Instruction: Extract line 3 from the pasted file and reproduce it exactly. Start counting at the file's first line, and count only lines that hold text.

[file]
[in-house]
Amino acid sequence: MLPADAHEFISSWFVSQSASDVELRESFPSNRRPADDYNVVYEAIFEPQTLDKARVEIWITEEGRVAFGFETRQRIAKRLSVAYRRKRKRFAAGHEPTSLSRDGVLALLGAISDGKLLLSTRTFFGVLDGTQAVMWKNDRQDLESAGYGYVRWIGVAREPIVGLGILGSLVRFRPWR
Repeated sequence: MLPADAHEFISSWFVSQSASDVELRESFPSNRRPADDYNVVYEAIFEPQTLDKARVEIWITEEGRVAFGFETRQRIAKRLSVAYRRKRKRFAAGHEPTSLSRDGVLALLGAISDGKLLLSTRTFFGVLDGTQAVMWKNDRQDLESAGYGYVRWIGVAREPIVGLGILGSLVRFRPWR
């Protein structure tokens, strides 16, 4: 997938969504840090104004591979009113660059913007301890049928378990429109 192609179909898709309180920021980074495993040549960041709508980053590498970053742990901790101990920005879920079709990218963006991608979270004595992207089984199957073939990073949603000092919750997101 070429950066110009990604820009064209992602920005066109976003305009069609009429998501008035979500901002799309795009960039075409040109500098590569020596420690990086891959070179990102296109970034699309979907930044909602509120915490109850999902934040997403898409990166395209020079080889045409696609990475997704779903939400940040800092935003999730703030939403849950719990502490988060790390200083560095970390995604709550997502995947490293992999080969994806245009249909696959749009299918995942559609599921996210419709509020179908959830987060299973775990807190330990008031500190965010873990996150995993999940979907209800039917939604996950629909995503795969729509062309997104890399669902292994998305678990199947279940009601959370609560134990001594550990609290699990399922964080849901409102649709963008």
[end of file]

Repeated sequence: MLPADAHEFISSWFVSQSASDVELRESFPSNRRPADDYNVVYEAIFEPQTLDKARVEIWITEEGRVAFGFETRQRIAKRLSVAYRRKRKRFAAGHEPTSLSRDGVLALLGAISDGKLLLSTRTFFGVLDGTQAVMWKNDRQDLESAGYGYVRWIGVAREPIVGLGILGSLVRFRPWR